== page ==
The NK model of fitness landscape considers N states which can interact with K other states. For example N is the total number of genes in a haploid genome and K is the number of other genes that each gene may interact with.

In this article Kaufman says:

The fully connected NK model yields a completely random fitness landscape. For K = N - 1, the fitness contribution of each site depends on all of the other sites in the sequence and therefore altering any site from one to the other value, 0-1, alters the fitness contribution of each site to a new random value. Thus the fitness of any 1-mutant neighboring sequence is completely random with respect to the initial sequence. The landscape is fully random. As was shown in Kauffman & Levin (1987), Weinberger (1988), and Macken & Pereison (1989), such random landscapes have very many local optima, on average, 2N/(N +1).

I did not read the references mentioned in the text but I read the related section in Kaufman's book: Origins of Order: Self-Organization and Selection in Evolution.

In the book he says that the fitness of a genotype can be ordered and given ranks; the probability that a genotype is fitter than its neighbours (local optima) is same as its probability of ranking higher than its N neighbours. So this probability:


and if each gene can have only two states lets say on or off then the expected number of optima with respect to one-mutants (i.e. the difference between a gene and its neighbour is just one mutation) would be:


What I don't understand is the role of K in this expression. This reason should be valid for any number of K (See the quote above). Even in the book this explanation is given in the case where K is maximum i.e. N-1. I can understand that K can affect the ruggedness of the landscape but can anyone explain how K affects the number of optima? (or are they just two separate statements written together, which is confusing me)


1 Answer 1


Let's take the opposite extreme, $K=0$, so that each site has an independent effect on fitness. Without loss of generality, we can say that at each locus $n$, the $1$ allele confers an advantage $s_n$ over the $0$ allele. Then there is just one local optimum, the global optimum, at $\vec{1}$, so $M_1=1$ (and $P_m=2^{-N}$).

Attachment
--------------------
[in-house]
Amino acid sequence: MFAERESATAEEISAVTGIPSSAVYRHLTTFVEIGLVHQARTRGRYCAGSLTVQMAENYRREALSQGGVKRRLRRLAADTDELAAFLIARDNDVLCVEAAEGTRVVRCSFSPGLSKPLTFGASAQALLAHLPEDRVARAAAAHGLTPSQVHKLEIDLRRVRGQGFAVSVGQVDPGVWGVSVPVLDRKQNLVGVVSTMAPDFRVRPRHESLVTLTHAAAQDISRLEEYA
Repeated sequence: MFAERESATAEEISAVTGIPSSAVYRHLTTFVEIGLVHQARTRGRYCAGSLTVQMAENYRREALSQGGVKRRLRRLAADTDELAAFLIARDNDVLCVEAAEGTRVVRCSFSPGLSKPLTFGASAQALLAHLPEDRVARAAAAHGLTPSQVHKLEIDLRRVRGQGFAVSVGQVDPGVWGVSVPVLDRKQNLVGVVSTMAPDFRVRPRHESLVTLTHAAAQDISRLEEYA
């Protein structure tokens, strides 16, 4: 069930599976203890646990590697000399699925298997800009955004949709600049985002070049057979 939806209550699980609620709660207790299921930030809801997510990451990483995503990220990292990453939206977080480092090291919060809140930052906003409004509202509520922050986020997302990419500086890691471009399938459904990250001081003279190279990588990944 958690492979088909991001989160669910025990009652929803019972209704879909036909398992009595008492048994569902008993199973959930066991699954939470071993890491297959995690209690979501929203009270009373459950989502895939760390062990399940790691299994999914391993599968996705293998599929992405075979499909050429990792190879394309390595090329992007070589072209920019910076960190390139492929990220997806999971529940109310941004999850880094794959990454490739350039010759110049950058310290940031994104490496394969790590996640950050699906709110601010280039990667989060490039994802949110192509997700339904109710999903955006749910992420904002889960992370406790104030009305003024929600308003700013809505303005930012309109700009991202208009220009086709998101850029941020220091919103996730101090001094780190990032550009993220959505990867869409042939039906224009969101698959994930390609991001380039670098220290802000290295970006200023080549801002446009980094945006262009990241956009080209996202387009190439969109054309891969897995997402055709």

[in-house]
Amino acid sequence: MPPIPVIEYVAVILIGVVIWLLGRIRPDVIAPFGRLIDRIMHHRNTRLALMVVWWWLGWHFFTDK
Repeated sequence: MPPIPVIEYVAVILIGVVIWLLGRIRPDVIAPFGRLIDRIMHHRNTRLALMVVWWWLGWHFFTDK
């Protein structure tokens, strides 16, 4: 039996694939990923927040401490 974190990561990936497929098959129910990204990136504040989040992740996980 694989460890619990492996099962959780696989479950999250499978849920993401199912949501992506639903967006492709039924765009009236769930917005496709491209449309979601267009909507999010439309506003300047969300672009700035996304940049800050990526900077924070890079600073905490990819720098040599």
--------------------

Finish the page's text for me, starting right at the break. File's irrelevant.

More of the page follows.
The key difference is that in the $K=0$ case each fitness comparison of a focal genotype with a neighbor is independent of the rest: the fact that mutating the first gene decreases fitness, for instance, doesn't make it any more likely that mutating the second gene will decrease fitness. For any $K$, it is necessarily true that the focal genotype has a probability $1/(N+1)$ of being fitter than all of a set of $N$ other randomly chosen genotypes, but we're interested in comparing it to its neighbors, which are not a random selection, and are only equivalent to a random selection when $K=N-1$.

  • $\begingroup$ Thanks Daniel. Sorry I for the late response. Was out of town and didn't check. So except for the N=0 case, it is not straightforward to predict the number of optima from the value of K or is it monotonously increasing? $\endgroup$
    Apr 27, 2015 at 12:52
  • $\begingroup$ No need to apologize! I think that it's monotonously increasing, but I'm not sure if it's been proved in general. There are a couple of papers by Vlada Limic in Ann. Prob. (2003 with Rick Durrett, 2004 with Robin Pemantle) that look at related questions. $\endgroup$ Apr 27, 2015 at 22:20

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